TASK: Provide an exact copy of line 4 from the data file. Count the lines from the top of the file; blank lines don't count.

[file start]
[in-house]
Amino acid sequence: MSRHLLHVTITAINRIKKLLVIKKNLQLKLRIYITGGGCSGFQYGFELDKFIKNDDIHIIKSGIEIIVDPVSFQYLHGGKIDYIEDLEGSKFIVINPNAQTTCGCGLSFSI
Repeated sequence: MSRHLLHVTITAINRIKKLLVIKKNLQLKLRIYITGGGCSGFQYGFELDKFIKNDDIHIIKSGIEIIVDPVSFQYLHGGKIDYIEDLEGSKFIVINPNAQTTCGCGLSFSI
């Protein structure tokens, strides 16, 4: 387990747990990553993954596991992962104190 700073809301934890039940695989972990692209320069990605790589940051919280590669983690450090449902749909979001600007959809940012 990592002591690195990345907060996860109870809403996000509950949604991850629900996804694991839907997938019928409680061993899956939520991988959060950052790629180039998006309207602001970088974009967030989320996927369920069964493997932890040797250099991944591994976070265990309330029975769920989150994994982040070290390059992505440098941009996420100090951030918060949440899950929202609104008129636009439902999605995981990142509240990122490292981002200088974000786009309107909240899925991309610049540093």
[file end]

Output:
């Protein structure tokens, strides 16, 4: 387990747990990553993954596991992962104190 700073809301934890039940695989972990692209320069990605790589940051919280590669983690450090449902749909979001600007959809940012 990592002591690195990345907060996860109870809403996000509950949604991850629900996804694991839907997938019928409680061993899956939520991988959060950052790629180039998006309207602001970088974009967030989320996927369920069964493997932890040797250099991944591994976070265990309330029975769920989150994994982040070290390059992505440098941009996420100090951030918060949440899950929202609104008129636009439902999605995981990142509240990122490292981002200088974000786009309107909240899925991309610049540093």